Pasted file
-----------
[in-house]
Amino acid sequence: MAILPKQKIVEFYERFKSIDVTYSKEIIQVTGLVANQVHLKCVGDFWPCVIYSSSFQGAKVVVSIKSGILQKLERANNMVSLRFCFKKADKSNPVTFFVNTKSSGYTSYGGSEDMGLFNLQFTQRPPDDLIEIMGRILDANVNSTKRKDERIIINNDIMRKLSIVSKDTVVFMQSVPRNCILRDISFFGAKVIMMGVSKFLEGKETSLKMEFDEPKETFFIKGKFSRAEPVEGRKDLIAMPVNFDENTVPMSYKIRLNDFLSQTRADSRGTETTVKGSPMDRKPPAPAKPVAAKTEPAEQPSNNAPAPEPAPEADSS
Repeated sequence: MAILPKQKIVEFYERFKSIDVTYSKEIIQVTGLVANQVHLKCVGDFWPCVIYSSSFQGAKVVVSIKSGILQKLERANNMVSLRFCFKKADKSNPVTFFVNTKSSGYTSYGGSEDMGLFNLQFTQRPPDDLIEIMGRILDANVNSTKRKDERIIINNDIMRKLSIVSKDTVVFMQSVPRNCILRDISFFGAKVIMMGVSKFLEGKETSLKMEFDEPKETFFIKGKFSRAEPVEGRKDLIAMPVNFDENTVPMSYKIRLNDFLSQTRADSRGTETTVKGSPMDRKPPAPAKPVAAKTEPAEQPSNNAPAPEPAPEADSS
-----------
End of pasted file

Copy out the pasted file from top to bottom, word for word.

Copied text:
[in-house]
Amino acid sequence: MAILPKQKIVEFYERFKSIDVTYSKEIIQVTGLVANQVHLKCVGDFWPCVIYSSSFQGAKVVVSIKSGILQKLERANNMVSLRFCFKKADKSNPVTFFVNTKSSGYTSYGGSEDMGLFNLQFTQRPPDDLIEIMGRILDANVNSTKRKDERIIINNDIMRKLSIVSKDTVVFMQSVPRNCILRDISFFGAKVIMMGVSKFLEGKETSLKMEFDEPKETFFIKGKFSRAEPVEGRKDLIAMPVNFDENTVPMSYKIRLNDFLSQTRADSRGTETTVKGSPMDRKPPAPAKPVAAKTEPAEQPSNNAPAPEPAPEADSS
Repeated sequence: MAILPKQKIVEFYERFKSIDVTYSKEIIQVTGLVANQVHLKCVGDFWPCVIYSSSFQGAKVVVSIKSGILQKLERANNMVSLRFCFKKADKSNPVTFFVNTKSSGYTSYGGSEDMGLFNLQFTQRPPDDLIEIMGRILDANVNSTKRKDERIIINNDIMRKLSIVSKDTVVFMQSVPRNCILRDISFFGAKVIMMGVSKFLEGKETSLKMEFDEPKETFFIKGKFSRAEPVEGRKDLIAMPVNFDENTVPMSYKIRLNDFLSQTRADSRGTETTVKGSPMDRKPPAPAKPVAAKTEPAEQPSNNAPAPEPAPEADSS